The New York City Council voted on Thursday night to delay the implementation of a new pay transparency law until Nov. 1, as reported by Gothamist. Once it goes into effect, employers will be required to include salary ranges in job advertisements.
New York City’s salary disclosure law was initially passed last December to close down longstanding gender-and race-based pay gaps. Some businesses argued that the city needed more time to advise about compliance with the law and address unintended consequences. In a virtual hearing earlier this month, small business leaders stated worries like salary inflation and leaving small businesses unable to afford workers.
“This legislation took lots of time … striking a balance to reach agreement between pay equity advocates who championed this bill and the small business community,” said Council Speaker Adrienne Adams, ahead of the bill’s passage Thursday.
All New York City employers with four or more employees or one or more domestic workers must list salary ranges from Nov. 1 onward. The only exemptions would be Temp agencies and specific jobs performed remotely and can’t be performed in New York City. If businesses don’t comply, employers have 30 days to list salary ranges if they’re cited. If they fail to change course, they could face fines of $250,000 for future violations. The law couldn’t come soon enough, given the most recent city-data.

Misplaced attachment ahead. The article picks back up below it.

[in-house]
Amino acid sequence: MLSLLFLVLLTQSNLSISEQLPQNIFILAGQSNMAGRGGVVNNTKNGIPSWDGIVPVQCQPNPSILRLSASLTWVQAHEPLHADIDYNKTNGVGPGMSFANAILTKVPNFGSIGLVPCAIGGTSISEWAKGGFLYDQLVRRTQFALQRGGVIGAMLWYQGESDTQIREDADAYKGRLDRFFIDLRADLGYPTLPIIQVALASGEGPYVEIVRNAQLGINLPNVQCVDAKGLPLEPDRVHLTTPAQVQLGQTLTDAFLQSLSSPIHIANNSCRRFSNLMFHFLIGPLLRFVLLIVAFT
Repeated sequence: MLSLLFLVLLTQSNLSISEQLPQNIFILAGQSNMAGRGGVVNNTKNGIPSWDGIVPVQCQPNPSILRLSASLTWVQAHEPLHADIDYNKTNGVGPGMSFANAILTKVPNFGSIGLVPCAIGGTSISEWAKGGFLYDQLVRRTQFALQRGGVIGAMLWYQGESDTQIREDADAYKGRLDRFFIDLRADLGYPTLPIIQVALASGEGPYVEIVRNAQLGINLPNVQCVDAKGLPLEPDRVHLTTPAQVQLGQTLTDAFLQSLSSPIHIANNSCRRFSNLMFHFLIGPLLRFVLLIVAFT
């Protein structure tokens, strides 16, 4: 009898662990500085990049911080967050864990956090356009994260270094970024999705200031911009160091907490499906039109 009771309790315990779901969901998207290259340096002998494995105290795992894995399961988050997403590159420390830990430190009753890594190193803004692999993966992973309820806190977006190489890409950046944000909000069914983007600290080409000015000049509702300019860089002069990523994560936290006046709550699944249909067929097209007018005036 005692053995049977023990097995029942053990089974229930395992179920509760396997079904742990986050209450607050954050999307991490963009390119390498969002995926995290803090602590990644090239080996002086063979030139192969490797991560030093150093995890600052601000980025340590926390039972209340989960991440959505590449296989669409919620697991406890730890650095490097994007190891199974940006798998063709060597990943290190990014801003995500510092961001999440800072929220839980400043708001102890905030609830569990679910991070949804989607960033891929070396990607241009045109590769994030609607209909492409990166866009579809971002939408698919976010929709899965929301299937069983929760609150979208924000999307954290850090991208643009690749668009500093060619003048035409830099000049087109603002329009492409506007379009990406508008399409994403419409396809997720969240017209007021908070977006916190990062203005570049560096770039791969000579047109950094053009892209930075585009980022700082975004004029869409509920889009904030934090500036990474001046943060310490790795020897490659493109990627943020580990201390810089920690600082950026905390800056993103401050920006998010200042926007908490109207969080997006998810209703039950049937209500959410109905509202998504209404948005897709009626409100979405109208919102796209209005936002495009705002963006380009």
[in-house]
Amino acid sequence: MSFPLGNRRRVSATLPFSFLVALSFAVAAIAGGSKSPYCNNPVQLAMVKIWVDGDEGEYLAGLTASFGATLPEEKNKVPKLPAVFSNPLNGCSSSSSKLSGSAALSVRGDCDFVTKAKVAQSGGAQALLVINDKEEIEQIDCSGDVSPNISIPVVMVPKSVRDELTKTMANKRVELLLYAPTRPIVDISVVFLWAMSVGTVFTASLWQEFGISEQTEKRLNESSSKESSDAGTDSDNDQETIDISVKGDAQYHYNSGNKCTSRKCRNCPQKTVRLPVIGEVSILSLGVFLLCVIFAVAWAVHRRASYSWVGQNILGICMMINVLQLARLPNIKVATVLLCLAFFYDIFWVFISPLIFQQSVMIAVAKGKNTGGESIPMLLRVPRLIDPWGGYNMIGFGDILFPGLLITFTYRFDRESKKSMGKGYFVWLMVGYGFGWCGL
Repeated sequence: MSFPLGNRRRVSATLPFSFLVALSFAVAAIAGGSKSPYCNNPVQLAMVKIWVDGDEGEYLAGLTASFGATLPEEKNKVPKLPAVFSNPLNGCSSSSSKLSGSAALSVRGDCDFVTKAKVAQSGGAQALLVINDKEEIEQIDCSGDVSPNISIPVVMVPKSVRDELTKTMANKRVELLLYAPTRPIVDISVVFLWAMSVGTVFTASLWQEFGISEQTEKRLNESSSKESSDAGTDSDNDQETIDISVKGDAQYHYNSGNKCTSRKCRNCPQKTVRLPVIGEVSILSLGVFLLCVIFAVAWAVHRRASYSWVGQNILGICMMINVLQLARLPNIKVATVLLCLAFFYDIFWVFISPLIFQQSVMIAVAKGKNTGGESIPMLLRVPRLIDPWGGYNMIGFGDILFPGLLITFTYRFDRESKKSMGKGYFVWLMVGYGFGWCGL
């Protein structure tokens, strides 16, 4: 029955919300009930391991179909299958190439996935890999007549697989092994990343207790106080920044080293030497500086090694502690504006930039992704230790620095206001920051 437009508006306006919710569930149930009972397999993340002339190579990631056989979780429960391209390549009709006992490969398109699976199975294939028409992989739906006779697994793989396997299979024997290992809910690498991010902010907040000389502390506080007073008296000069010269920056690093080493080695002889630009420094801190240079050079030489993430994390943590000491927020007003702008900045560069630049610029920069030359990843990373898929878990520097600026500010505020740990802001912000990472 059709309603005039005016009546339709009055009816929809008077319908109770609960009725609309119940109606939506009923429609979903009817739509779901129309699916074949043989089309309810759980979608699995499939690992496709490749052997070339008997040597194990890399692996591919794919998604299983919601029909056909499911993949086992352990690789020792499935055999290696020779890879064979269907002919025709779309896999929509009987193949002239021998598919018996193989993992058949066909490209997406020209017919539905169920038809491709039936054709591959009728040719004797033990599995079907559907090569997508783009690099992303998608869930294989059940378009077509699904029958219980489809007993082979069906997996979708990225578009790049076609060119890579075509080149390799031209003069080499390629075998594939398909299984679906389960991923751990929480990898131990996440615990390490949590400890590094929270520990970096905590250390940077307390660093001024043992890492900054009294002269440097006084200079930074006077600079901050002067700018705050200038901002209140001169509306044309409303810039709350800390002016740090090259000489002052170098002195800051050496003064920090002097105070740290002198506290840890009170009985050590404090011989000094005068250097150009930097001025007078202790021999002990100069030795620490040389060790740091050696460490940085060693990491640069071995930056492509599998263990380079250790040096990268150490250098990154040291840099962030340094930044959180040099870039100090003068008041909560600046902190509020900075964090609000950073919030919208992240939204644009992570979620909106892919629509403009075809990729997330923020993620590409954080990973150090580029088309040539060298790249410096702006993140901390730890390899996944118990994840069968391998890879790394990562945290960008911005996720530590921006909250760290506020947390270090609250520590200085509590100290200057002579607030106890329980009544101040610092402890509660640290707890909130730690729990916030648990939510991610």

In 2019, the most recent year for which data is available, the median earnings in New York State for men working full-time was $60,813, nearly $9,000 more than the median earnings for women of $51,922. A 2021 study of New York City municipal employees found that the median white employee’s salary was $27,800 higher than a Black employee’s salary and $22,200 higher than a Latino employee’s salary.